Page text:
So finally I was ready for the start. That day I was hundred percent sure that this race was nothing to do with me, but was 99% God's grace and 1% help from all my dear friends and family who coached, massaged, advised and encouraged me and who fixed my bike! All the credit goes to them.
As the party was on Friday afternoon I did not feel like going anywhere. Finally after Robert's third phone call I made it out from my room. Linda, Robert and myself arrived at the pasta party - once there I was really grateful for this. It was so inspiring to chat with all these great athletes. First we met Roger Price from Houston - it was his 27th Ironman. Diane and Debbie were excitement for my first race - we all exchanged really nice and kind words of encouragement during the race.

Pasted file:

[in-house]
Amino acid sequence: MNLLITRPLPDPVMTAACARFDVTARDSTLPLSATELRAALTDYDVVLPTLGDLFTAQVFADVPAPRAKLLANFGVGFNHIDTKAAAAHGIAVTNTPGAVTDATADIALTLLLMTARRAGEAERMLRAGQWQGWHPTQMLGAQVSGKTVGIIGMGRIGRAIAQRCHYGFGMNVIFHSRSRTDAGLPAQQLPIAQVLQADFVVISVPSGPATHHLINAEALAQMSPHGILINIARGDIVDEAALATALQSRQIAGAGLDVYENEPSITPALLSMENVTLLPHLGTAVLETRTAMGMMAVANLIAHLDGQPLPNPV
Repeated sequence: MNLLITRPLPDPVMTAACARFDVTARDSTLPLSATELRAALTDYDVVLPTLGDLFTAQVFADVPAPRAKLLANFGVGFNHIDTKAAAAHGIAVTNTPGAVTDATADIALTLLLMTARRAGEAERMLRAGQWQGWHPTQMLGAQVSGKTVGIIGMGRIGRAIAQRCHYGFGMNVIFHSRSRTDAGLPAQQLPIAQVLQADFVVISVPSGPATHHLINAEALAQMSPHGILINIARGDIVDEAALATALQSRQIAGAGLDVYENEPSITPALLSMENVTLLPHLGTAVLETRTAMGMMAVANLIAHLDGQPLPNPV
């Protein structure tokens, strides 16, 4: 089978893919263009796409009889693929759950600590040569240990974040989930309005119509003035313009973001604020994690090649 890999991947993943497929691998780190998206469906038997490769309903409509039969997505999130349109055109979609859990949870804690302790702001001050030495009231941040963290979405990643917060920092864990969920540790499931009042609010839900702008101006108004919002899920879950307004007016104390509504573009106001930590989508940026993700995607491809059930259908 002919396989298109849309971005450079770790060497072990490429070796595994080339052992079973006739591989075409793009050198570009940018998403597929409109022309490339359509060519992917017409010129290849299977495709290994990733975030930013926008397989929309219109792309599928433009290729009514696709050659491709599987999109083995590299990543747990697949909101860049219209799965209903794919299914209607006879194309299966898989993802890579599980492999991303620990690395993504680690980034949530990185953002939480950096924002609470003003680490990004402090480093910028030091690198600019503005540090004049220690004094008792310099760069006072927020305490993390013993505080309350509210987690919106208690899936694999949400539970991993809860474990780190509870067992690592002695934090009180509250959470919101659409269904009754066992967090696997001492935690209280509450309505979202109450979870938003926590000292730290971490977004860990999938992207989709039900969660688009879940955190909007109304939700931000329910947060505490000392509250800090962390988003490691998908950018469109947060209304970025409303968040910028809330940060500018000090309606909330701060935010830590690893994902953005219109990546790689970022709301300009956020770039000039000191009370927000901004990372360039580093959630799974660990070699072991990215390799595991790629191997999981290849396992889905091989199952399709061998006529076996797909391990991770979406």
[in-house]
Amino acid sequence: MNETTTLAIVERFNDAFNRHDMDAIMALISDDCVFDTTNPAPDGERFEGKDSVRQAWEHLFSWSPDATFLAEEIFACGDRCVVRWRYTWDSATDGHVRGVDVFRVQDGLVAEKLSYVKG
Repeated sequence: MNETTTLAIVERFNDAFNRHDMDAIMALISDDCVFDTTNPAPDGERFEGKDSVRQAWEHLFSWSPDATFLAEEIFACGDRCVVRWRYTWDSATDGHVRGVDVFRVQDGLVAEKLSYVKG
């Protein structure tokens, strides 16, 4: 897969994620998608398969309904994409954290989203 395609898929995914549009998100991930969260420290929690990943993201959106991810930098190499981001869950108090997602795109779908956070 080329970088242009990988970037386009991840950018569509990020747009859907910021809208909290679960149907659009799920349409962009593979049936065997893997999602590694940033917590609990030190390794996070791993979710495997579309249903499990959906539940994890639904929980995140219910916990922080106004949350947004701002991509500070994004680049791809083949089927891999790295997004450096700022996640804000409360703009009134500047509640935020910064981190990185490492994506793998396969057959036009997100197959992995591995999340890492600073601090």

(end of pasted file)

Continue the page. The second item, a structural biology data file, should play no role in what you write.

Next day. Finally we ended up at the same table as Zsuzsanna Harsanyi, Petr Vabrousek and famous Jason Shortis. Zsuzsanna is a Hungarian professional. She was second, her time 10:16:24. She is sweeter than the sweetest. And none of the photos is doing her any justice. She is much, much nicer. We spent hours together chatting about everything. Petr is a Czech professional. He was fourth in a time of 9:00:06. He is also extremely kind. He stopped during the race to asked a Danish guy who was struggling if he was ok. A real sportsman. We were all totally impressed by Jason - he was first in 8:36:33. He was racing at our Sri Chinmoy Triathlon Festival in Australia (He is Australian). Eventually all of them were holding the torch, smiling for the photos, it was a great evening.